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Bull's-eye

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An exhibition of yabusame -- traditional Japanese archery performed on horseback -- at Zushi in Kanagawa Prefecture.

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Older Horse.

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Great location for yabusame. Nikko in mid-May and mid-October is some sweet action too.

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Awesome photo! perfect timing.

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Although I must say they ride very close to the target. Is that the kind of distance they shot from back in the feudal days? Any veterans here care to recall how it was in those days?

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So cool! I would have loved to see this in person.

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sugoi~!

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I actually like this pic with the horse!

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Great skill required. And traditional too. Send him off to deal with NK

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That target looks really close. It also seems like the three people before him missed this close target...actually, didn't even reach this close target.

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Just love to see boys going wild on horses and shooting arrows. I wished they had more of these events nationwide.

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COOL!!!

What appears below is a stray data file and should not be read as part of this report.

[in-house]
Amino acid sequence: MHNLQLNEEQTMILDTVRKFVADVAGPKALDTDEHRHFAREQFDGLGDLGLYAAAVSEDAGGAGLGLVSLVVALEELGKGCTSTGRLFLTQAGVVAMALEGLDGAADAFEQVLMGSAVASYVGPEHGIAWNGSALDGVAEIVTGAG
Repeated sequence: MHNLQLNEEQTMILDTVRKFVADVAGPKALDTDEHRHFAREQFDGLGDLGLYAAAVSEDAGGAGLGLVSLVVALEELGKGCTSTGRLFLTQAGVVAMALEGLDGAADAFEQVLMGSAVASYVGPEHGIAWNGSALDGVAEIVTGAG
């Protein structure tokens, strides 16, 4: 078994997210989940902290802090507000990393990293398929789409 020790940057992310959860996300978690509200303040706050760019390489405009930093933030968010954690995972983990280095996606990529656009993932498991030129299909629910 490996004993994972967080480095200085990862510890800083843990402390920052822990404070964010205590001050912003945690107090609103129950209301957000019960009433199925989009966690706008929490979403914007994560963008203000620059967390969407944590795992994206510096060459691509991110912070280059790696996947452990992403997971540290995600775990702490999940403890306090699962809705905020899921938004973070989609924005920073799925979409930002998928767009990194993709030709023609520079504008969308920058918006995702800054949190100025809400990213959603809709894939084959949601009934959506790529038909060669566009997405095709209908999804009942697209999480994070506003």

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Recently, I went to the yabusame that was part of Nara's Heijo-kyo festivities and people there were calling it not yabusame but "umayumi". My general understanding is that basically these mean the same thing -- riders on horseback shooting a bow & arrow at three targets -- except that umayumi refers to yabusame done on special occasions. Can anyone elaborate on this or clarify/correct this? Is umayumi a type of yabusame, then, just done by the nobility? Or is it perhaps a Nara-related or even ancient term no longer in wide use? Thanks.

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Yabusame is really exciting to watch up close. It's not so much the distance to the target (which differs somewhat from location to location) but the speed at which the rider takes the course that makes it thrilling.

As for terminology, "umayumi", along with several other terms and variations, is in the written record as far back as the Nara period, but "yabusame" came into common use in the Heian period and later, with the formalization of several different styles and types of horseback archery. There are a variety of schools today, but as in ancient times, yabusame is still enjoyed both as a sport/hobby and as a formal Shinto-based ritual.

Interestingly, the current head of one of the major historical yabusame schools, the Ogasawara school, has a PhD in cognitive neuroscience from Tsukuba University, and now works for a pharmaceutical company. Apparently the Ogasawara school has a long-established tradition that its head should not try to make a living from yabusame, but have some other 'main' career.

I've seen him run several times--he's a great rider for someone his age (only 29).

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Thanks sk4ek. That was pretty interesting.

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Yes, thanks, sk4ek for sharing such detailed information. Yabusame/umayumi must be thrilling to see. You don't get many opportunities to see folks on horseback much in Japan. And I certainly envy you, escape artist, for being able to visit Nara during this year of Heij0-kyo's 1300th anniversary! The celebrations and historical re-enactments must be winding down these final weeks of 2010.

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Great shot!

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